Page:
Book one of the Thursday Next series, I don't think I will be reading the rest of the series. The book is a book about books, in as much as the plot revolves around a fictional England, mid-1980s, where time travel is a thing, and everyone is a book lover. I mean, let's start there with the difficulty of suspending disbelief, really.
The plot goes along the lines of Next being called to a secret service who is trying to apprehend Acheron Hades, who is immune to bullets, can waft through glass, and can control weak minds. Next is called up because she took a class from Hades in college. We learn of Next's history fighting in the Crimean War between England and Russian, of how her brother died in the war, and she went back for him after leaving him. Next's uncle is an inventor who has developed book worms who create worlds based on the words they consume (read: poetry and prose, fictional worlds made alive). Hades uses this invention to rewrite fictional characters, using the original manuscripts and the worms to make the fictional characters real. His rewrite of Jane Eyre would have had a large impact with me if I had actually, you know, read Jane Eyre and knew the original plot. I didn't, so I didn't have the same gut punch that other people may have.
Because of her personality (do the right thing, follow through, strong willed, etc.), Next helps a number of people in the story, which leads to the revelation needed to defeat Hades. Because, let's face it, the man was pretty much unbeatable.
I enjoyed the book, but not enough to continue reading the series.
I picked this book up on the casual recommendation of a number of mountaineering women talking about being women on the mountains. The challenges women face on the mountain include most of the challenges men face, and them some different ones: menstruation, peeing, nutrition that isn't designed for a women's body because all of the research is historically done on fit, young men. Research on women is "too messy," which is EXACTLY THE REASON TO DO THE RESEARCH, but, you know, men.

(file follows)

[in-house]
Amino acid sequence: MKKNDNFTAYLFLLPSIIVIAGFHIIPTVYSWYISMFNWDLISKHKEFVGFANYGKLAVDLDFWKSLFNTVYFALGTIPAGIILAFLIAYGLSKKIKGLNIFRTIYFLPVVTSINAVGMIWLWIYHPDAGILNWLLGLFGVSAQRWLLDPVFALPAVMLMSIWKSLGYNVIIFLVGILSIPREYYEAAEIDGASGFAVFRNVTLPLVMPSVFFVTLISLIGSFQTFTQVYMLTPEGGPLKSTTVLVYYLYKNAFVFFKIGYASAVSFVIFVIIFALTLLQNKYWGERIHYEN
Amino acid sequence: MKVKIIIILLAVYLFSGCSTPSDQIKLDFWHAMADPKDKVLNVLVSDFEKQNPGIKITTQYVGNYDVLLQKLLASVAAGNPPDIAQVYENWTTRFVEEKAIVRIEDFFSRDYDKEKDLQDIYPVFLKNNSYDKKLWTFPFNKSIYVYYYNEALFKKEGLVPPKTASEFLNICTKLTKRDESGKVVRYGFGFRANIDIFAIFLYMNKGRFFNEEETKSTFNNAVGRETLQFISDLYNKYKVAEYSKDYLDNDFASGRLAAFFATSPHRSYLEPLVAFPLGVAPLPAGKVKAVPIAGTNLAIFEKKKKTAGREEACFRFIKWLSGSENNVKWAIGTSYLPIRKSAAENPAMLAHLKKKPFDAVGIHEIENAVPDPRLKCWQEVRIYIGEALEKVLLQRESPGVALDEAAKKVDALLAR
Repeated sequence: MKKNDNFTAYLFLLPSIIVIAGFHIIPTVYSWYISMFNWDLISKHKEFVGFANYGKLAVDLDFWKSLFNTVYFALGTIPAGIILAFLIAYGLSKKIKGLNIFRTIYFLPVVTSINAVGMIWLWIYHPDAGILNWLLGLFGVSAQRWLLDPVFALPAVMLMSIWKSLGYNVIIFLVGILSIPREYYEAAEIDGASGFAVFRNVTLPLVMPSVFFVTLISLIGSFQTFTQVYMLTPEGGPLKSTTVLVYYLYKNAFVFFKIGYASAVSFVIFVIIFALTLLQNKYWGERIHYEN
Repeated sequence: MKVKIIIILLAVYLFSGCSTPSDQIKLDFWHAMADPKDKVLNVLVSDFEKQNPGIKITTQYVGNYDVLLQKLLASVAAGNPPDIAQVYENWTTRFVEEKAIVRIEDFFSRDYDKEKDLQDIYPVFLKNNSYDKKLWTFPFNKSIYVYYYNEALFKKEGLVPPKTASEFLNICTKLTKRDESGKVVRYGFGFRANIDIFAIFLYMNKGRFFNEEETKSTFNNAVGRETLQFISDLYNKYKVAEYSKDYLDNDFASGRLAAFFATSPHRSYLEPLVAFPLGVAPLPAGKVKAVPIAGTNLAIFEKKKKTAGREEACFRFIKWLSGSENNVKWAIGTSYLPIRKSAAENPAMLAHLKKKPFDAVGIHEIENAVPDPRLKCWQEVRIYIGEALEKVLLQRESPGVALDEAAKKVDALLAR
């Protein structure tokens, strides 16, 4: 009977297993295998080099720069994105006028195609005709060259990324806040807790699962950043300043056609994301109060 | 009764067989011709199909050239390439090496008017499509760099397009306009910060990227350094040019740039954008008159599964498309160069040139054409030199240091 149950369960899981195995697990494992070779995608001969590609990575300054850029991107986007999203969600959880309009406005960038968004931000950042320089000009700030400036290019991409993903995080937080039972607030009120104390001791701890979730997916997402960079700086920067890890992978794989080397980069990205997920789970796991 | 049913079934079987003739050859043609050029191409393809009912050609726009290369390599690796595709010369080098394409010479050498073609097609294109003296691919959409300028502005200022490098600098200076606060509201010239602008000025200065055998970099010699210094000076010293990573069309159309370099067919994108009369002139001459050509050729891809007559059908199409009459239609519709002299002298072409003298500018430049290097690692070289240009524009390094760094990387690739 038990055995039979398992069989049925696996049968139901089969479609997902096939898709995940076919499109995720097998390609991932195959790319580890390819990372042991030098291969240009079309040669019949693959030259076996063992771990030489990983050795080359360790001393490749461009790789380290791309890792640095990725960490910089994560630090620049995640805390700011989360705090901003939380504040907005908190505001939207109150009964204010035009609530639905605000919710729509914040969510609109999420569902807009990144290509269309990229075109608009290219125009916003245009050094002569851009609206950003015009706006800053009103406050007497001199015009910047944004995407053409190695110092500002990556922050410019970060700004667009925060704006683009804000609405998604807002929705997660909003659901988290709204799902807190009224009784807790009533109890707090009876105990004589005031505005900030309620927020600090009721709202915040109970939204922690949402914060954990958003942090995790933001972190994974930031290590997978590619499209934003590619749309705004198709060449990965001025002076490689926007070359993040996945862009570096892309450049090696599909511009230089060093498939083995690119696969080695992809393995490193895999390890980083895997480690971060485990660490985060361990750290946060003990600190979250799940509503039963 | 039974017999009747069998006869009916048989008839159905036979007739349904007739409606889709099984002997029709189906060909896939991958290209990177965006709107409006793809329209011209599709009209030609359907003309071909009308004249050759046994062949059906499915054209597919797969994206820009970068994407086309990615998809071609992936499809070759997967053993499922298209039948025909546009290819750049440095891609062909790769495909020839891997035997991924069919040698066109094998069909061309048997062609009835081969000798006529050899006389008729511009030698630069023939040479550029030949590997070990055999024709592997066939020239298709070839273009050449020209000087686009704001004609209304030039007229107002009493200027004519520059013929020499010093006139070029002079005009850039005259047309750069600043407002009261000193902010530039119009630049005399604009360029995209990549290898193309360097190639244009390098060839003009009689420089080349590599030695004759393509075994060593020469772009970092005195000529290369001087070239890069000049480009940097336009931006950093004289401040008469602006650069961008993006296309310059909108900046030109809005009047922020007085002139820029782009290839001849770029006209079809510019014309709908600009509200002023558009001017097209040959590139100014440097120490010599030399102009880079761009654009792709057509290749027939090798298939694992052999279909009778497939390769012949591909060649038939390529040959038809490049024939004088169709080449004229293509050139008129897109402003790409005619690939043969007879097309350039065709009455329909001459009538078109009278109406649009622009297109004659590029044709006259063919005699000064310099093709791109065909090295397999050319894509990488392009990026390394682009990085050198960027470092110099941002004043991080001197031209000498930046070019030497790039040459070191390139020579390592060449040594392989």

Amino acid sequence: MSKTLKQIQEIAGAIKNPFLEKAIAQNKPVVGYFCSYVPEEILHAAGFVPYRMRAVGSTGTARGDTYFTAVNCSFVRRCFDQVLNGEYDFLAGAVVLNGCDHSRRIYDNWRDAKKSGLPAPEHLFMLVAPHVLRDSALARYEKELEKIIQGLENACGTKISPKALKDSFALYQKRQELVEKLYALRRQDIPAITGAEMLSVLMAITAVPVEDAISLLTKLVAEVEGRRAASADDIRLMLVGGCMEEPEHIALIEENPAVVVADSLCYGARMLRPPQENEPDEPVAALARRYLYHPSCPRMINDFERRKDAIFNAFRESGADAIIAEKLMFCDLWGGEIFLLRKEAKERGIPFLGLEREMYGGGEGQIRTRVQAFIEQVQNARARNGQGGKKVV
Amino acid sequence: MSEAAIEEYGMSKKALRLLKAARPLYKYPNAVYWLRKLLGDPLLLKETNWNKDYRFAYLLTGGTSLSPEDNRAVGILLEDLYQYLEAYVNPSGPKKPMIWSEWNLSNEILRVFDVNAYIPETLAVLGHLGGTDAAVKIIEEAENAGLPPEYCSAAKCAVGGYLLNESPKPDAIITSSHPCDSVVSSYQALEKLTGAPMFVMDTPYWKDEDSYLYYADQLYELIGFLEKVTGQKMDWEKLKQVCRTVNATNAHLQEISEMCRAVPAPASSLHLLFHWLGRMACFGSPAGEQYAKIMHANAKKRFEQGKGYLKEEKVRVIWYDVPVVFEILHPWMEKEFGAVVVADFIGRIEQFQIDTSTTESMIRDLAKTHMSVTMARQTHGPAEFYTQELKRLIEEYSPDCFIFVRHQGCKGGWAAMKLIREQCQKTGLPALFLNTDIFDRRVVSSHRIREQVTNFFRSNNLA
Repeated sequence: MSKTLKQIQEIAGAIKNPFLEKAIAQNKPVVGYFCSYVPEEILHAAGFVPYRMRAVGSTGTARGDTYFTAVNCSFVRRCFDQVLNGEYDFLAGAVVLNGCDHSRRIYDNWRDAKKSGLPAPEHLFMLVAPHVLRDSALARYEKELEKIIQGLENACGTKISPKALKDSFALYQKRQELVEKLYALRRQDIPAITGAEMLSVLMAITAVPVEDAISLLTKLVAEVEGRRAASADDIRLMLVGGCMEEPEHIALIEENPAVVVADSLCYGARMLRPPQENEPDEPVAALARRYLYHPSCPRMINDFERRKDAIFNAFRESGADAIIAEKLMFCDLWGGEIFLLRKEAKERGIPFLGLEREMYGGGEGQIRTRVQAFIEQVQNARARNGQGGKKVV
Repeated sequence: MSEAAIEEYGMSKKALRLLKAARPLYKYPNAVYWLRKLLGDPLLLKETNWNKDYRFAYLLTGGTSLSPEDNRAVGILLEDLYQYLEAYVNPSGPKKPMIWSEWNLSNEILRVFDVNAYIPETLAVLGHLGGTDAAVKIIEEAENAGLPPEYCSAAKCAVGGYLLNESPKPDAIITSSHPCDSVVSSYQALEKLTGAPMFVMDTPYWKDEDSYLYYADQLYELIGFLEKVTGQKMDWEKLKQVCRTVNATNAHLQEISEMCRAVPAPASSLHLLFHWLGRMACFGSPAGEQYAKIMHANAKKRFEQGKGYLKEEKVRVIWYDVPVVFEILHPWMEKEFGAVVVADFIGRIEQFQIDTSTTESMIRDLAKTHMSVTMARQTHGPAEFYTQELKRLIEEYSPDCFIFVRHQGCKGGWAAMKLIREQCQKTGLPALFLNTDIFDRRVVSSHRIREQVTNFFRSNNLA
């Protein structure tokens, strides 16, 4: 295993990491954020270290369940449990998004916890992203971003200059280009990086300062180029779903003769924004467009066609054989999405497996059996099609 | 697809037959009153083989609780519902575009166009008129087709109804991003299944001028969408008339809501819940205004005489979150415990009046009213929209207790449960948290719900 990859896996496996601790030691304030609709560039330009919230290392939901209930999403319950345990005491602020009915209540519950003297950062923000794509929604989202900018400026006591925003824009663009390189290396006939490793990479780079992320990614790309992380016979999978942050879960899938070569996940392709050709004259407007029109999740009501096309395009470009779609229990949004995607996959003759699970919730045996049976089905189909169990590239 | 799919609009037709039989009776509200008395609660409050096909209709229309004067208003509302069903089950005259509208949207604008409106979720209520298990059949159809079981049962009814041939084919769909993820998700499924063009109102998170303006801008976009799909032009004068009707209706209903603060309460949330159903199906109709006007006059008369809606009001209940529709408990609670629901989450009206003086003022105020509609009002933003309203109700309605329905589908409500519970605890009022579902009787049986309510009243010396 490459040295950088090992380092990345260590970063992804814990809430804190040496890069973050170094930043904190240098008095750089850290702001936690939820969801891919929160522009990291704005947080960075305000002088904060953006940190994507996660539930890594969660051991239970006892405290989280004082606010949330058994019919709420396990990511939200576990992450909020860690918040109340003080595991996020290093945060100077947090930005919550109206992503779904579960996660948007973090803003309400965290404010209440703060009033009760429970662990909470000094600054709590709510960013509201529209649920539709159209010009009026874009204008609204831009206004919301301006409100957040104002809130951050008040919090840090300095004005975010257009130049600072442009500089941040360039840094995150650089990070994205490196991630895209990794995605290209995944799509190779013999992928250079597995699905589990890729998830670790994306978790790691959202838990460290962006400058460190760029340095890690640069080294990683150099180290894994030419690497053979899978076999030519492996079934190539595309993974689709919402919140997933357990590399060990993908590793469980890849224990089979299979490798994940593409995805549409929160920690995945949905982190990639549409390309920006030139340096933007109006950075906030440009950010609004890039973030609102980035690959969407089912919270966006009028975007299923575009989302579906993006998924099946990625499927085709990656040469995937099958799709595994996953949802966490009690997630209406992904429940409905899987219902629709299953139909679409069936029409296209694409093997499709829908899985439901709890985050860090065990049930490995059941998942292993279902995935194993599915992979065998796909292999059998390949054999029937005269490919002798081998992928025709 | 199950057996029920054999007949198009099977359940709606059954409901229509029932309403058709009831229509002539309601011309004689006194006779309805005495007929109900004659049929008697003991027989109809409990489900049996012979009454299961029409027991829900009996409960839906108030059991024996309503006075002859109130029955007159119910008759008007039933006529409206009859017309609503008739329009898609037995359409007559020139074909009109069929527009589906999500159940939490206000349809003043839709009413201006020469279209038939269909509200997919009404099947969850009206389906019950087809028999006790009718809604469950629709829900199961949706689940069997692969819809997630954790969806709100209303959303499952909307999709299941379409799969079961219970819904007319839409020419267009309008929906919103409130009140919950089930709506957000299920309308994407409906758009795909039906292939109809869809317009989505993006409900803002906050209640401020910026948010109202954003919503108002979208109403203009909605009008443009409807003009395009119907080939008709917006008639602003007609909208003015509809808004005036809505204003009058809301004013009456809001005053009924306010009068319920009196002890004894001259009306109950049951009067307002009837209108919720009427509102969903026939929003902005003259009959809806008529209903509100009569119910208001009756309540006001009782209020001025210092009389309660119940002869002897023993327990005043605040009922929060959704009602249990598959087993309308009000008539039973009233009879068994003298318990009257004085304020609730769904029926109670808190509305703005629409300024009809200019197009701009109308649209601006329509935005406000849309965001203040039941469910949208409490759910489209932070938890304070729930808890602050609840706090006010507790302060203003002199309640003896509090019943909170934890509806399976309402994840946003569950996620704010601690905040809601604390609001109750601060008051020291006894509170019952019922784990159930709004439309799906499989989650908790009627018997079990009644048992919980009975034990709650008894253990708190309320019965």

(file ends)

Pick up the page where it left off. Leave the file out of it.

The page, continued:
Right, the book.
The recommendation was spot on. Whether the guidelines and suggestions in the book help me has yet to be determined, as I'll need to try them out and see if they work for me. However, if nothing else comes from the book, the repeated statement, "Women are not small men" (and here's how) is worth the book. There are a number of diet, nutrition, and recovery recommendations that are worth trying. I appreciated the insights, and the (let's be honest, currently imaginary) connection I have to other women (mountain) athletes as a result of the recommendation and reading.
Strongly recommend the book for female athletes (and maybe coaches of female athletes, but am unsure on that latter recommendation. couldn't hurt?).
This book was recommended by another micro.blog reader as a book that describes math without weighing the reader down with, well, numbers. I agree: it was a lovely read. Even some of the book reviews are lovely reads, for goodness' sake!
I mean, start at the beginning with shapes and manifolds. Who knows of manifolds? Ask me about manifolds and I'm going to start telling you about intake manifolds and possibly exhaust manifolds, not mathematical manifolds. And yet, here we are talking about manifolds and shapes and different dimensions, and the whole of me swoons.
And then infinity comes into the story, along with "what's bigger than infinity?" and hooboy. I want to sit Jonathan's boys down and read this book with them, explore the nature of math and show just how amazingly beautiful it is, and how amazingly big it is.
I, too, strongly recommend this delightful, fun read, especially to anyone who thinks (or was told) they suck at math. You likely don't suck, you more likely had an uninteresting, detached teacher who failed to demonstrate the joy of math.